Later on, too, in spite of the bad fortune that so often seemed to result from her sporadic offers of friendship, things had stayed the same way. There’d been the time when I was six or so, and she had suddenly appeared beside me in a neighbor’s yard. “Here, you can have these,” she had said, thrusting at me a large bag of marbles. “I won ’em off Lucy Hague, and I’ll show how you play.” For the rest of that June afternoon she had squatted beside me, painstakingly drawing outlines in the dust, painstakingly guiding my inexpert fingers. Lucy Hague’s mother, afterward, had turned up to storm at me frighteningly, saying I’d stolen the marbles and wrenching them back, but I had always believed it was Lucy, not Sylvia, who lied. There’d been the time I almost ran away with her. There’d been the time I was a high school freshman and she got me elected to a society I had wretchedly had to turn down because I couldn’t afford it. Always the eyes with which she met mine had held the same look—detached, perhaps, but keeping their sure inner knowledge. They’d met mine that way the day she walked down a church aisle as a bridesmaid behind her sister Ada and Russ Bennett, and that gaze was the one she turned on me now. Against it I might continue to be wary, but I couldn’t be wholly hostile.

“Oh,” I replied to what she had just said, “the bazaar. When I thought you’d been fishing,”

The wriggle she gave in return to my tartness was one of pure pleasure.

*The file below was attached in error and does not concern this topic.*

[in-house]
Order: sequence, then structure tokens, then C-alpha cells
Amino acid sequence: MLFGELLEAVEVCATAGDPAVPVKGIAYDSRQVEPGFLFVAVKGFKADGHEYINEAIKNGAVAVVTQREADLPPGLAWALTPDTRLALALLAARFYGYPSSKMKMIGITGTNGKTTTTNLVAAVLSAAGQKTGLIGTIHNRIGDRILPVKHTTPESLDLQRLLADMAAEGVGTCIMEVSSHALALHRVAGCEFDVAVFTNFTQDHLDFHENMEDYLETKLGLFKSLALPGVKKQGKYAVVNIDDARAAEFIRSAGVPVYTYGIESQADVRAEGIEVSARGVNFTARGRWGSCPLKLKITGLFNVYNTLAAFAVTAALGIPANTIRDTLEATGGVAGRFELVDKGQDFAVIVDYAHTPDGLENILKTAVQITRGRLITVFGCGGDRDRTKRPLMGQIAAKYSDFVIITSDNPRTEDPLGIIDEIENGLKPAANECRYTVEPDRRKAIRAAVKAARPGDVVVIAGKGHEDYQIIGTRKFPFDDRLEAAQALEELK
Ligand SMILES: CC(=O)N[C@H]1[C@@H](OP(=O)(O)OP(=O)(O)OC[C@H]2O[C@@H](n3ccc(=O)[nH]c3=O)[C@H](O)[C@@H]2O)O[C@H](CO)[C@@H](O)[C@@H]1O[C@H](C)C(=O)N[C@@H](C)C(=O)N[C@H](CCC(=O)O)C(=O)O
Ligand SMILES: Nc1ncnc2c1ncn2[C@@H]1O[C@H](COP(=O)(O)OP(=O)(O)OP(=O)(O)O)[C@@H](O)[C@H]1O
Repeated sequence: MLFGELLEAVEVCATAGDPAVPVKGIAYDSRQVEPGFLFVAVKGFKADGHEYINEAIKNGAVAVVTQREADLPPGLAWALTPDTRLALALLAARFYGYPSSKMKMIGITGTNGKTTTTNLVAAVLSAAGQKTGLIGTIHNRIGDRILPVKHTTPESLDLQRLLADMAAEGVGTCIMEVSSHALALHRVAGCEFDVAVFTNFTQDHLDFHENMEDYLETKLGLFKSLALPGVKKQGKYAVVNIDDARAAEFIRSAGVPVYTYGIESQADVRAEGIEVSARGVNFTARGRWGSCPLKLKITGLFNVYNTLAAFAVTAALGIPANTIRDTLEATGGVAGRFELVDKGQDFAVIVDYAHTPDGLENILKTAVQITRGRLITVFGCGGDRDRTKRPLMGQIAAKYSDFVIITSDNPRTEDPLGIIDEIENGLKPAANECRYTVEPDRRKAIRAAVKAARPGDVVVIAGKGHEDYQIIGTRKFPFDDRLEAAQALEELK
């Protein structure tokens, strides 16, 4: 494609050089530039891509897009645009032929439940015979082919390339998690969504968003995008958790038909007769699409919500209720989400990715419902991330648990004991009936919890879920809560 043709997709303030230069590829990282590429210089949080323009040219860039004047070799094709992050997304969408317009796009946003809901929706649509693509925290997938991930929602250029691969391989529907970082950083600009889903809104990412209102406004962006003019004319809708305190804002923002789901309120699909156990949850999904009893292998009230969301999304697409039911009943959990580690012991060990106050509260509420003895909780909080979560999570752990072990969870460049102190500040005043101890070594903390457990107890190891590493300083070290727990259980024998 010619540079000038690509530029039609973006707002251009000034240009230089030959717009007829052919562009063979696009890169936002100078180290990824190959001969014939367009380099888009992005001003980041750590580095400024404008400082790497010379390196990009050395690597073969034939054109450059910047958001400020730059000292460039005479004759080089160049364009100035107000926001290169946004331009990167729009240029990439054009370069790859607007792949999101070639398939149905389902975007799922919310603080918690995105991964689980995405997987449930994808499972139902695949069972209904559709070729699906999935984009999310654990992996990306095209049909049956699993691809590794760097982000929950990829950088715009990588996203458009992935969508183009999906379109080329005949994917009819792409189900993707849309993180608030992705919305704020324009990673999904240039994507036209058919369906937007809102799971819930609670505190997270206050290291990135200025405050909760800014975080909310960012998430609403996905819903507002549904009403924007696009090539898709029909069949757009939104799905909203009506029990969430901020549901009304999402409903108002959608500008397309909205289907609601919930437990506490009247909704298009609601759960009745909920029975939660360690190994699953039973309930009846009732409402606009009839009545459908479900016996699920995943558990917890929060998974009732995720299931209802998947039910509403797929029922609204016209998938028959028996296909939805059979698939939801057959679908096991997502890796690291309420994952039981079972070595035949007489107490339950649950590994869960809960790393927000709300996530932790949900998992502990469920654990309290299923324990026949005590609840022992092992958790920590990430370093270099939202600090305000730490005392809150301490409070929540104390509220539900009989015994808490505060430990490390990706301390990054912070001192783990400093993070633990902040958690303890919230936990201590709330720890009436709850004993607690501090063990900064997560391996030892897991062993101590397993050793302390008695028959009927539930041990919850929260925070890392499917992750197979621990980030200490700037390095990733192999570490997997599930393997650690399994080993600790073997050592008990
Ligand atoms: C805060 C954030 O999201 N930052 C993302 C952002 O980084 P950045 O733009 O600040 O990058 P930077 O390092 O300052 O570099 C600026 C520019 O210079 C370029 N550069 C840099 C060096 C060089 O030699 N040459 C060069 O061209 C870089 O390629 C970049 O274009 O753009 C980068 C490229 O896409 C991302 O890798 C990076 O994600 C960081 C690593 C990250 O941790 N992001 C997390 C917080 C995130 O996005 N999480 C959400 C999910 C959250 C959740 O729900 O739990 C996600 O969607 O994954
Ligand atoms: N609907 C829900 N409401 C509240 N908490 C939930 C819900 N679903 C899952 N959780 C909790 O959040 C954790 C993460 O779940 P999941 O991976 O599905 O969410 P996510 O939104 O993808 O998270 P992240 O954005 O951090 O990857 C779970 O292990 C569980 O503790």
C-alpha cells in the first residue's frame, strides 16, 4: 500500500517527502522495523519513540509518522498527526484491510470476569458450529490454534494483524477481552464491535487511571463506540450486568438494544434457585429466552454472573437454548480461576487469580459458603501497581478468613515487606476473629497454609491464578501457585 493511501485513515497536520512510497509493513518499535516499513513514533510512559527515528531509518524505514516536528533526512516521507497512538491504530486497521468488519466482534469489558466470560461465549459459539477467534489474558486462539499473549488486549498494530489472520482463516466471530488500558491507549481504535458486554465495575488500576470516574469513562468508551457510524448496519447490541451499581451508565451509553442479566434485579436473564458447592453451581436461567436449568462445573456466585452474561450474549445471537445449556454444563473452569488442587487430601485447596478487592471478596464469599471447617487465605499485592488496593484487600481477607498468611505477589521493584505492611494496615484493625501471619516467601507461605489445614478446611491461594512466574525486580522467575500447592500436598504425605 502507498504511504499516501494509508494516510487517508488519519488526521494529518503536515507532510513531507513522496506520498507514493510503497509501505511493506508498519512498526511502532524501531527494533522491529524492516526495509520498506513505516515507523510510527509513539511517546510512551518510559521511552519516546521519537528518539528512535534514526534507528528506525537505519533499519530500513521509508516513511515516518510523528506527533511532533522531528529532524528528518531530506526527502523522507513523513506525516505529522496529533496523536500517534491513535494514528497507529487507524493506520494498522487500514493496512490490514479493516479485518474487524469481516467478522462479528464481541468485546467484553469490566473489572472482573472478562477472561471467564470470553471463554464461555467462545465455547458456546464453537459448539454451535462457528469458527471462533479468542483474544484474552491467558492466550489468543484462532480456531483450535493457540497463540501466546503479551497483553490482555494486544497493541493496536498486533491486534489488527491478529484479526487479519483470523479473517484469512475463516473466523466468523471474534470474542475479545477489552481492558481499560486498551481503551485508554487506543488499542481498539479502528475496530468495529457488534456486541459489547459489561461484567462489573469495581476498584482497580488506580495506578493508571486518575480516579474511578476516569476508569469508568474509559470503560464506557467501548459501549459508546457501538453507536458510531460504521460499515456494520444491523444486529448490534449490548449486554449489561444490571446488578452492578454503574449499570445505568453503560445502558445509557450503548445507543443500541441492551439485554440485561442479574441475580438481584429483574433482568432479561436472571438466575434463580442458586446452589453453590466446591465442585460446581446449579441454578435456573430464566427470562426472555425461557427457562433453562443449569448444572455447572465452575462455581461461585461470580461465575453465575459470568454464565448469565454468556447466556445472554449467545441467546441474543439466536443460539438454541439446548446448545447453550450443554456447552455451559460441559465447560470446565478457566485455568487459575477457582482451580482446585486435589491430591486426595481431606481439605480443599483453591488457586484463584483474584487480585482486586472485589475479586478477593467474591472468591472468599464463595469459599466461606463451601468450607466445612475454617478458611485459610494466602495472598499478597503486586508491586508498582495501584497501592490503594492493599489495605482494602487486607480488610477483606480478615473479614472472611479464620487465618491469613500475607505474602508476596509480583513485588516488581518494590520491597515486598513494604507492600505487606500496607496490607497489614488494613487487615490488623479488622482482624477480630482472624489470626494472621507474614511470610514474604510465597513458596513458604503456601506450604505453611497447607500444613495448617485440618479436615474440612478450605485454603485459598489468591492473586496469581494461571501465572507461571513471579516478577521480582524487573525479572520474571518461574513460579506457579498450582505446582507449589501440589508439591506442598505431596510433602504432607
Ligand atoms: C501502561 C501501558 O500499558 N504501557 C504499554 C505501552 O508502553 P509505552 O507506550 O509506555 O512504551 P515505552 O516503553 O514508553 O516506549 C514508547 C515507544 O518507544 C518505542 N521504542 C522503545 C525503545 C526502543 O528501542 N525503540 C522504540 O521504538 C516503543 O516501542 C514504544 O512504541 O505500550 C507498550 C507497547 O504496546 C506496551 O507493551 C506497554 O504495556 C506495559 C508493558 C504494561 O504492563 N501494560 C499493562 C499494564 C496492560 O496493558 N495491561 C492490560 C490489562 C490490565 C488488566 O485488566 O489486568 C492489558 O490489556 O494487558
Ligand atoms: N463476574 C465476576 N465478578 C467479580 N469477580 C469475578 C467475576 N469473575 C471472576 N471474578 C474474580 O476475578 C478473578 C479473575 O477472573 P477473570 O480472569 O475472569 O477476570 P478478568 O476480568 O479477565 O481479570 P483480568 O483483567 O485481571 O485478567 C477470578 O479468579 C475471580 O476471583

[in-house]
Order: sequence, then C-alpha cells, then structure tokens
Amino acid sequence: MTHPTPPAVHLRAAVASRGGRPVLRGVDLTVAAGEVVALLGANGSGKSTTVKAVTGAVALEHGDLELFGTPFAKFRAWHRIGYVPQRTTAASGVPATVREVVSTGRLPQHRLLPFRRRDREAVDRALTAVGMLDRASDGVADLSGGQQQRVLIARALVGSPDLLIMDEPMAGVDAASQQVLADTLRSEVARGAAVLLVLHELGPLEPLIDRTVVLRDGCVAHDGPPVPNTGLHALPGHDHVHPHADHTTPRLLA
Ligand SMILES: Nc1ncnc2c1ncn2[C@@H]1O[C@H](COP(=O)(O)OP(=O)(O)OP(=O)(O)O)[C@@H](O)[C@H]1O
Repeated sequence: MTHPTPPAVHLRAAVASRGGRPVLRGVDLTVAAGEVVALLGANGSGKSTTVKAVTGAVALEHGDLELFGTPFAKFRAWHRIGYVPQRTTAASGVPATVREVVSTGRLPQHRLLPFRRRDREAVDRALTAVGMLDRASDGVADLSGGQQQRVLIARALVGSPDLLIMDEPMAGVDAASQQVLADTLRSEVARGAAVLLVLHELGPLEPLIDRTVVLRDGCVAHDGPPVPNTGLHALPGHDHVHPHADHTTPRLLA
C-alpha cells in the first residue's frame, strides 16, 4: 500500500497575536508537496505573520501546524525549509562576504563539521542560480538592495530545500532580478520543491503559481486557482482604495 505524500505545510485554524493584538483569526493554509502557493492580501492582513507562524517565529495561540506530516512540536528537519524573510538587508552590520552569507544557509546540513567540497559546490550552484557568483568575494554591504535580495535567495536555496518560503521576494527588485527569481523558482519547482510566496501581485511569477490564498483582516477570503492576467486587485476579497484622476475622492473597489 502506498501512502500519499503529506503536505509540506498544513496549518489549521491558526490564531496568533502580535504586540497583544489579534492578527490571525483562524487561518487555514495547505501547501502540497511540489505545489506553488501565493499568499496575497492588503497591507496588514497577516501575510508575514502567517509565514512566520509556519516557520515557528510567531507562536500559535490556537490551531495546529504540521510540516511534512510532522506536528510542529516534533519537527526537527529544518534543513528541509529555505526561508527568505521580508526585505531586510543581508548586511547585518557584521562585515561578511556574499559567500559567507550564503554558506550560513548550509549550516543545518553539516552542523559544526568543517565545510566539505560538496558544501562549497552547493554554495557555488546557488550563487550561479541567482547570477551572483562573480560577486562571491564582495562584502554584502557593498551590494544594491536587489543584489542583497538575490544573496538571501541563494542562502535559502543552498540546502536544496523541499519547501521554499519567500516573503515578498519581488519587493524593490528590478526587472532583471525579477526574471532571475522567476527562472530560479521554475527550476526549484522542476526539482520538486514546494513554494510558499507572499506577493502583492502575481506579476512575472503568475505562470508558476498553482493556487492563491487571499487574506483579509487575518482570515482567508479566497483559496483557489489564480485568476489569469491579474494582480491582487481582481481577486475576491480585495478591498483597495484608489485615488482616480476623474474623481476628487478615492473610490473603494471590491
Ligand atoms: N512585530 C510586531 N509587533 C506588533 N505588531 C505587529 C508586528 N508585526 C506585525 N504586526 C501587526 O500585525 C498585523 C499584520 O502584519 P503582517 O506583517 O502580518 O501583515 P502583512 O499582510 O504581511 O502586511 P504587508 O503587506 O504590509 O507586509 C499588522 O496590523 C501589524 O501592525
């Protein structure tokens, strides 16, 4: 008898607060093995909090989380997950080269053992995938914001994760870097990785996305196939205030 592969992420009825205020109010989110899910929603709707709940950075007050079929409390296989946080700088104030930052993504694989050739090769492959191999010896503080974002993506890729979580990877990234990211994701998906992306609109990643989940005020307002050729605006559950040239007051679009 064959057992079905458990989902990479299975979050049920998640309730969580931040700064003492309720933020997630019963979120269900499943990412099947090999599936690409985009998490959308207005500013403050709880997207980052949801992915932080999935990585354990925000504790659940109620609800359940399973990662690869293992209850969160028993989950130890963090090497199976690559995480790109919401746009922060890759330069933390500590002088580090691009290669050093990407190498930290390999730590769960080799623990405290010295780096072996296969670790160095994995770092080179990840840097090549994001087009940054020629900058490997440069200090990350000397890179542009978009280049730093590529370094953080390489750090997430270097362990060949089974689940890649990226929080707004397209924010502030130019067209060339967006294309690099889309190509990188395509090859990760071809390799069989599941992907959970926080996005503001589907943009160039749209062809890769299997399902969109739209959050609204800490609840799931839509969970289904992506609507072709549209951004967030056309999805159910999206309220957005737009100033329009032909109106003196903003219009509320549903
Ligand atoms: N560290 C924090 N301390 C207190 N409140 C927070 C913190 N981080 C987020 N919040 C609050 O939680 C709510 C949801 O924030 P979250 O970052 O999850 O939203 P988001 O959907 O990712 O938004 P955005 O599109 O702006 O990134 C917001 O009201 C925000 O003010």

“See?” she asked, and she was, then, entirely smiling. “I love you, Cathy. I love you, I love you. All those years, Grandfather Gainer threatening to disinherit me too if I so much as spoke to you, but—you’re like your mother. She just read my palm for me, at the bazaar.”

Abrupt change of subject, but abruptness was what you tuned yourself to, around Sylvia.

“Mother can’t sew much anymore, not with her hands.” I was careful, an increase of wariness telling me that Sylvia might be approaching what she’d come for. “So she’s taken up palmistry. In Long Meadow you’ve got to have some talent to offer up at bazaars.”

“Oh, don’t apologize.” It was light but, I thought, temporizing. “Aunt Julia’s good at it. Too good. She told me I was inconstant and ruthless. She said I was erratically selfish and erratically generous, and she didn’t know which was worse. She said I should have been spanked—”

I laughed. “Old residents usually come away from Mother’s booth looking a bit strained.”

“So I should think. She can be—well, she hits close.” This was much less airy, and I thought, “Here it comes.” “She told me I’d meet a tall man with dark hair and blue eyes. Well, I’ve met him. Anyway, I think I’ve met him. Cathy, last winter—this spring until I got home—how much did you see of Pete Fenrood?”